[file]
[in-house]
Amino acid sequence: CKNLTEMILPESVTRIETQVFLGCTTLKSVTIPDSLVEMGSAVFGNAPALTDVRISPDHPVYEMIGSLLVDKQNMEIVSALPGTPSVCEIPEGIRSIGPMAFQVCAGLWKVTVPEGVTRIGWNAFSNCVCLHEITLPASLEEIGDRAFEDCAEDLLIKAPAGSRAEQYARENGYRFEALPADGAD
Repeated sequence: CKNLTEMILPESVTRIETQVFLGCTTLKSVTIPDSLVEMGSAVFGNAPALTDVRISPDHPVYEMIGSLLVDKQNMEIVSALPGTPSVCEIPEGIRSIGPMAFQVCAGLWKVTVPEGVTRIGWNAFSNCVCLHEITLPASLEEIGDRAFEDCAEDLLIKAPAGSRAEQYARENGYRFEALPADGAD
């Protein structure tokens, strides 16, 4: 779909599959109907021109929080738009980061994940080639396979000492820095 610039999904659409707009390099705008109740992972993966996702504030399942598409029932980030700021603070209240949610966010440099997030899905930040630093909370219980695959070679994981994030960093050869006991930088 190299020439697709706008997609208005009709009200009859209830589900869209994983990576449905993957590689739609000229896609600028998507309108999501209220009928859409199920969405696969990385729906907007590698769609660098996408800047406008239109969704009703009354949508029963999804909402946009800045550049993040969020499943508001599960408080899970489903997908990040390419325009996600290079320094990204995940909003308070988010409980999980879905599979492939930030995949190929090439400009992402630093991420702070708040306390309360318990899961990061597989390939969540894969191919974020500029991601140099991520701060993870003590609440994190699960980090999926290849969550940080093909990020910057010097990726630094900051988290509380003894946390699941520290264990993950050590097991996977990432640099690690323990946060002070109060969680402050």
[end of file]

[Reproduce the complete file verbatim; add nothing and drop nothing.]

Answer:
[in-house]
Amino acid sequence: CKNLTEMILPESVTRIETQVFLGCTTLKSVTIPDSLVEMGSAVFGNAPALTDVRISPDHPVYEMIGSLLVDKQNMEIVSALPGTPSVCEIPEGIRSIGPMAFQVCAGLWKVTVPEGVTRIGWNAFSNCVCLHEITLPASLEEIGDRAFEDCAEDLLIKAPAGSRAEQYARENGYRFEALPADGAD
Repeated sequence: CKNLTEMILPESVTRIETQVFLGCTTLKSVTIPDSLVEMGSAVFGNAPALTDVRISPDHPVYEMIGSLLVDKQNMEIVSALPGTPSVCEIPEGIRSIGPMAFQVCAGLWKVTVPEGVTRIGWNAFSNCVCLHEITLPASLEEIGDRAFEDCAEDLLIKAPAGSRAEQYARENGYRFEALPADGAD
């Protein structure tokens, strides 16, 4: 779909599959109907021109929080738009980061994940080639396979000492820095 610039999904659409707009390099705008109740992972993966996702504030399942598409029932980030700021603070209240949610966010440099997030899905930040630093909370219980695959070679994981994030960093050869006991930088 190299020439697709706008997609208005009709009200009859209830589900869209994983990576449905993957590689739609000229896609600028998507309108999501209220009928859409199920969405696969990385729906907007590698769609660098996408800047406008239109969704009703009354949508029963999804909402946009800045550049993040969020499943508001599960408080899970489903997908990040390419325009996600290079320094990204995940909003308070988010409980999980879905599979492939930030995949190929090439400009992402630093991420702070708040306390309360318990899961990061597989390939969540894969191919974020500029991601140099991520701060993870003590609440994190699960980090999926290849969550940080093909990020910057010097990726630094900051988290509380003894946390699941520290264990993950050590097991996977990432640099690690323990946060002070109060969680402050």